Updated: Jun 24
It seems there is outrage stateside over Target’s recent advertising campaign for its new clothing line for kids based on 2014’s movie revamp of the classic “Annie” musical. This video sums up the issue:
Of course what nobody seems to mention here is that Annie originally became famous as a ginger girl. Whether on the Broadway stage or in any of the previous movie adaptations of the famous musical, the actress playing Annie either had to don a ginger wig or be a natural redhead herself. It was synonymous with the role itself and iconic for the ginger community as a whole.
And so, as a ginger-loving website it is hard for us to swallow the manufactured outrage at this scandal because the underlying outburst of “that’s not Annie!” is resoundingly true of the new, African-American representation of the character which completely eschews the redheaded tradition:
Annie 2014 vs Annie of ginger tradition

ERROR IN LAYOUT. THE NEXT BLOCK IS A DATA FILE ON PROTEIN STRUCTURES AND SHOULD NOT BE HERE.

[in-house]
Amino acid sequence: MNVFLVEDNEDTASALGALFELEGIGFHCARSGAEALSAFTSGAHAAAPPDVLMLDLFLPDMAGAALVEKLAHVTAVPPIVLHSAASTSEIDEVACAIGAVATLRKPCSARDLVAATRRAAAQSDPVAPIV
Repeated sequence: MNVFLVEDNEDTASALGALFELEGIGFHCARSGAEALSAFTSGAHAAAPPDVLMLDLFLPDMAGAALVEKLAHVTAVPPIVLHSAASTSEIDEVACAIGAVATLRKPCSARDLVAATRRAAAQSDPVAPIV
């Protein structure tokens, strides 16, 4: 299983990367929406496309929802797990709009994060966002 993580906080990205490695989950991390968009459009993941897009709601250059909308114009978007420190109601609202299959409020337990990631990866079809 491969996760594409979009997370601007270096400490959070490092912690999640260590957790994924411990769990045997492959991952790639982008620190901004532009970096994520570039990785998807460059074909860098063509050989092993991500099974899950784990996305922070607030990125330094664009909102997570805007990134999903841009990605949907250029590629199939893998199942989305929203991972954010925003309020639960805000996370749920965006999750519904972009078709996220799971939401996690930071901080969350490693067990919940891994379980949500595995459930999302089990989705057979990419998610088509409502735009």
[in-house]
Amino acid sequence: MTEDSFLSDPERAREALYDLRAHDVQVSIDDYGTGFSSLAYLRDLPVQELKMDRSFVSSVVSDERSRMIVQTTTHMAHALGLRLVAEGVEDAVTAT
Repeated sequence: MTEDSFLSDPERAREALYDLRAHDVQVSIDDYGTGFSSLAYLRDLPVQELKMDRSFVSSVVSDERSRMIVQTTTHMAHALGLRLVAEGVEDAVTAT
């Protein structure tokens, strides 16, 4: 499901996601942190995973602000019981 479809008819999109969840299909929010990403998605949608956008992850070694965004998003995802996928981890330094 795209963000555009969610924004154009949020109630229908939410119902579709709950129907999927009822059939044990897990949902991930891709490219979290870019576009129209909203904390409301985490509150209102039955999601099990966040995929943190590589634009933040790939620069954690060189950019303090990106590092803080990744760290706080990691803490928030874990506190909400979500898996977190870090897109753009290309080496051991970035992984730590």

Let us be clear: the issue here is not whether or not Annie should be black or white. In 2015 that issue is entirely irrelevant and traditions are always meant to be challenged, so we fully support Quvenzhané Wallis’ portrayal of the character. The issue is the lopsided reaction toward the controversial in-store poster. This is the poster:
An Annie who is neither ginger or black
The outrage is that this is a white person representing the Annie range, not a black one as per the new movie. Per the petition on Change.org,
When the original Annie came out, everything was about Aileen Quinn or a character/person that emulated her…why not now?
This is a fair point, however what is being totally ignored is that the racially acceptable variant of the poster does not have a redhead in it at all:
Spot the redhead in this poster
Political correctness is a bit of a poisoned chalice at the best of times, but when the sword of racial outrage is being waved then it should be on behalf of equality across all divides. In the case of Annie, thanks to the new movie there are now two iconic portrayals of the character that speak to different generations of young girls: both should be represented in posters that embody the franchise.